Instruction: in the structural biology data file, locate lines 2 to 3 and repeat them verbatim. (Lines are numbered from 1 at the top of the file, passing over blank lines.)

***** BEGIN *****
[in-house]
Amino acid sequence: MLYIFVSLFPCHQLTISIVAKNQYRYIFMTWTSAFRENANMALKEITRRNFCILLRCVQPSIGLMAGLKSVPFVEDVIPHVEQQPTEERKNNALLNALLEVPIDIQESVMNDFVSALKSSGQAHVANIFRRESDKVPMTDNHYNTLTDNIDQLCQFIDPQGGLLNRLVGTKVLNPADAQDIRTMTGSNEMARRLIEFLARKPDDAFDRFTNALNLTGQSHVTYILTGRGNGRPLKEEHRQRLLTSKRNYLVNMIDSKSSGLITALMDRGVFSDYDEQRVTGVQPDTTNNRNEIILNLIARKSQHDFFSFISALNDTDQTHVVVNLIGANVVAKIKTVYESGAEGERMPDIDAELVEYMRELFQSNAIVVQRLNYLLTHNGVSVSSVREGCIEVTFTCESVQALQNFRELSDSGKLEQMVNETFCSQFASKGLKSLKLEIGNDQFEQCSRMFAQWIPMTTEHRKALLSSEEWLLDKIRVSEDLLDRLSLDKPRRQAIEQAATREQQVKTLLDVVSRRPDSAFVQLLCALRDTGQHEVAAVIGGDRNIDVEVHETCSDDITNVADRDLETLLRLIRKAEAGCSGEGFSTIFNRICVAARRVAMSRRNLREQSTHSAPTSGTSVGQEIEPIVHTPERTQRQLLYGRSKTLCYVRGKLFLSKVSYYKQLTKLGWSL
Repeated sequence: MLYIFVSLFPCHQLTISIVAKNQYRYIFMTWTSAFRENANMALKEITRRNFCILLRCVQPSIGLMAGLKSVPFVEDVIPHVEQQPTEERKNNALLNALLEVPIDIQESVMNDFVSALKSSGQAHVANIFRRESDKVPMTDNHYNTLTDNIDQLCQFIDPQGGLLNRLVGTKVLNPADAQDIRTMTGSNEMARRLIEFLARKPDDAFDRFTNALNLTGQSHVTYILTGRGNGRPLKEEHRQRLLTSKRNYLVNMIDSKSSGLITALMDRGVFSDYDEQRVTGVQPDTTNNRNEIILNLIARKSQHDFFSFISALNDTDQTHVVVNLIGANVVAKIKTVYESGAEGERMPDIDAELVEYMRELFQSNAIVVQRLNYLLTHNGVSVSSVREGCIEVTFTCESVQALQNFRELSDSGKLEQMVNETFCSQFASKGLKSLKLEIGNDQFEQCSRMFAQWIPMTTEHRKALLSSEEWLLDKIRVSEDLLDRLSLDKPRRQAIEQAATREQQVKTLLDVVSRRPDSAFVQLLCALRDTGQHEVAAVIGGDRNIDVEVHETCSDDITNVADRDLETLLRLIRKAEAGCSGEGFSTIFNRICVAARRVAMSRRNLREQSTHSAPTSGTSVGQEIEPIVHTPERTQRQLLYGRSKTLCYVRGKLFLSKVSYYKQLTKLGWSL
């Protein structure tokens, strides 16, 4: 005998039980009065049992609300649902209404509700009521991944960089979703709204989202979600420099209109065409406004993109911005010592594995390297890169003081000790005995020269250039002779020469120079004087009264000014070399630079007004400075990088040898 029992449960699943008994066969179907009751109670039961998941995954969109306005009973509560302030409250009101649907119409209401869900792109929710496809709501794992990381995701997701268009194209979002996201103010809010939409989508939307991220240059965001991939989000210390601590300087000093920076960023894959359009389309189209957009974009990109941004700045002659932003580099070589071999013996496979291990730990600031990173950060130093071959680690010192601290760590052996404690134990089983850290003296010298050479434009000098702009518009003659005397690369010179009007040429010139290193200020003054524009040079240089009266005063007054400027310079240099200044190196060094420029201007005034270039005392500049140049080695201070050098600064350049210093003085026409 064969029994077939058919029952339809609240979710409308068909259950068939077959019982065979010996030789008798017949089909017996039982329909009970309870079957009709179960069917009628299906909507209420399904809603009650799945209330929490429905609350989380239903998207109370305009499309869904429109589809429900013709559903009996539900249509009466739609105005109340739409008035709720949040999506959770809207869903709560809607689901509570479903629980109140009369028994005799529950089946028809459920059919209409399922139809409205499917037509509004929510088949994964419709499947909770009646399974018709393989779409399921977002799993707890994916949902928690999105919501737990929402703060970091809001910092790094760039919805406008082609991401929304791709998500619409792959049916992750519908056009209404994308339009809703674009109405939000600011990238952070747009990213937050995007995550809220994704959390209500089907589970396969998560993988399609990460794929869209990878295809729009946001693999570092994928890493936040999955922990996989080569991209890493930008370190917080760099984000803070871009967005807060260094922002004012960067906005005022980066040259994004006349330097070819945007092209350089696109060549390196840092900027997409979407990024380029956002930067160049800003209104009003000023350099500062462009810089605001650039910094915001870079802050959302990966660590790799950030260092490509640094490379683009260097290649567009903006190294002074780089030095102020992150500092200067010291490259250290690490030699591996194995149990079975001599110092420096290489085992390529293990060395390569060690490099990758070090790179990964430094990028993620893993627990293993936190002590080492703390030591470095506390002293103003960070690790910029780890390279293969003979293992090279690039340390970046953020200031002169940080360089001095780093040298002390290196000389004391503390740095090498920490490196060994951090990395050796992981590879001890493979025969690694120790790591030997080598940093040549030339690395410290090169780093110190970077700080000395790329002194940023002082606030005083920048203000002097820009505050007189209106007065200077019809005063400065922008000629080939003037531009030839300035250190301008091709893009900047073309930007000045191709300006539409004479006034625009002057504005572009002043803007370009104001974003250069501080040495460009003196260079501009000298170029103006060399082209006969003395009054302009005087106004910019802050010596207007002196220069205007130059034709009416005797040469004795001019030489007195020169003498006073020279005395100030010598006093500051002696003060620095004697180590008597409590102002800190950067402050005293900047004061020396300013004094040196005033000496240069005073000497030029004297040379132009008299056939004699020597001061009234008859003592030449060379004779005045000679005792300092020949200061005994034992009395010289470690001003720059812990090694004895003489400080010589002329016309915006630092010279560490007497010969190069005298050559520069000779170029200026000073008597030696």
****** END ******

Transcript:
Amino acid sequence: MLYIFVSLFPCHQLTISIVAKNQYRYIFMTWTSAFRENANMALKEITRRNFCILLRCVQPSIGLMAGLKSVPFVEDVIPHVEQQPTEERKNNALLNALLEVPIDIQESVMNDFVSALKSSGQAHVANIFRRESDKVPMTDNHYNTLTDNIDQLCQFIDPQGGLLNRLVGTKVLNPADAQDIRTMTGSNEMARRLIEFLARKPDDAFDRFTNALNLTGQSHVTYILTGRGNGRPLKEEHRQRLLTSKRNYLVNMIDSKSSGLITALMDRGVFSDYDEQRVTGVQPDTTNNRNEIILNLIARKSQHDFFSFISALNDTDQTHVVVNLIGANVVAKIKTVYESGAEGERMPDIDAELVEYMRELFQSNAIVVQRLNYLLTHNGVSVSSVREGCIEVTFTCESVQALQNFRELSDSGKLEQMVNETFCSQFASKGLKSLKLEIGNDQFEQCSRMFAQWIPMTTEHRKALLSSEEWLLDKIRVSEDLLDRLSLDKPRRQAIEQAATREQQVKTLLDVVSRRPDSAFVQLLCALRDTGQHEVAAVIGGDRNIDVEVHETCSDDITNVADRDLETLLRLIRKAEAGCSGEGFSTIFNRICVAARRVAMSRRNLREQSTHSAPTSGTSVGQEIEPIVHTPERTQRQLLYGRSKTLCYVRGKLFLSKVSYYKQLTKLGWSL
Repeated sequence: MLYIFVSLFPCHQLTISIVAKNQYRYIFMTWTSAFRENANMALKEITRRNFCILLRCVQPSIGLMAGLKSVPFVEDVIPHVEQQPTEERKNNALLNALLEVPIDIQESVMNDFVSALKSSGQAHVANIFRRESDKVPMTDNHYNTLTDNIDQLCQFIDPQGGLLNRLVGTKVLNPADAQDIRTMTGSNEMARRLIEFLARKPDDAFDRFTNALNLTGQSHVTYILTGRGNGRPLKEEHRQRLLTSKRNYLVNMIDSKSSGLITALMDRGVFSDYDEQRVTGVQPDTTNNRNEIILNLIARKSQHDFFSFISALNDTDQTHVVVNLIGANVVAKIKTVYESGAEGERMPDIDAELVEYMRELFQSNAIVVQRLNYLLTHNGVSVSSVREGCIEVTFTCESVQALQNFRELSDSGKLEQMVNETFCSQFASKGLKSLKLEIGNDQFEQCSRMFAQWIPMTTEHRKALLSSEEWLLDKIRVSEDLLDRLSLDKPRRQAIEQAATREQQVKTLLDVVSRRPDSAFVQLLCALRDTGQHEVAAVIGGDRNIDVEVHETCSDDITNVADRDLETLLRLIRKAEAGCSGEGFSTIFNRICVAARRVAMSRRNLREQSTHSAPTSGTSVGQEIEPIVHTPERTQRQLLYGRSKTLCYVRGKLFLSKVSYYKQLTKLGWSL